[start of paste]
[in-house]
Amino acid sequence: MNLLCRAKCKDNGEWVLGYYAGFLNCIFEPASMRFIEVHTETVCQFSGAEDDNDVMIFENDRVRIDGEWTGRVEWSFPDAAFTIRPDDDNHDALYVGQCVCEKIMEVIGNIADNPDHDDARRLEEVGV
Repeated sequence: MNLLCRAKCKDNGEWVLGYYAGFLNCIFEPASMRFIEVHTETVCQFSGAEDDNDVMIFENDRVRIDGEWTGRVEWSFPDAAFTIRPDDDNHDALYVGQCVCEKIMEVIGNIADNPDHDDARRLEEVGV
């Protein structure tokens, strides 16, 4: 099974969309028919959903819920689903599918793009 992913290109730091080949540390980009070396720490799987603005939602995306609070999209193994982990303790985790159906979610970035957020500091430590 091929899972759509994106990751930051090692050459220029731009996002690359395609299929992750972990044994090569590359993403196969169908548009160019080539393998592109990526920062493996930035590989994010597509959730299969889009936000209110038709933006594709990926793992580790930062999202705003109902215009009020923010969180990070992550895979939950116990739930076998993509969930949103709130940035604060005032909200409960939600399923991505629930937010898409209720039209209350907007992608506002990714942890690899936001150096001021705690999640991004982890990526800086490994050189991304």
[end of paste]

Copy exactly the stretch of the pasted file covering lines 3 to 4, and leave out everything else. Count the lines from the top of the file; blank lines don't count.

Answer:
Repeated sequence: MNLLCRAKCKDNGEWVLGYYAGFLNCIFEPASMRFIEVHTETVCQFSGAEDDNDVMIFENDRVRIDGEWTGRVEWSFPDAAFTIRPDDDNHDALYVGQCVCEKIMEVIGNIADNPDHDDARRLEEVGV
């Protein structure tokens, strides 16, 4: 099974969309028919959903819920689903599918793009 992913290109730091080949540390980009070396720490799987603005939602995306609070999209193994982990303790985790159906979610970035957020500091430590 091929899972759509994106990751930051090692050459220029731009996002690359395609299929992750972990044994090569590359993403196969169908548009160019080539393998592109990526920062493996930035590989994010597509959730299969889009936000209110038709933006594709990926793992580790930062999202705003109902215009009020923010969180990070992550895979939950116990739930076998993509969930949103709130940035604060005032909200409960939600399923991505629930937010898409209720039209209350907007992608506002990714942890690899936001150096001021705690999640991004982890990526800086490994050189991304």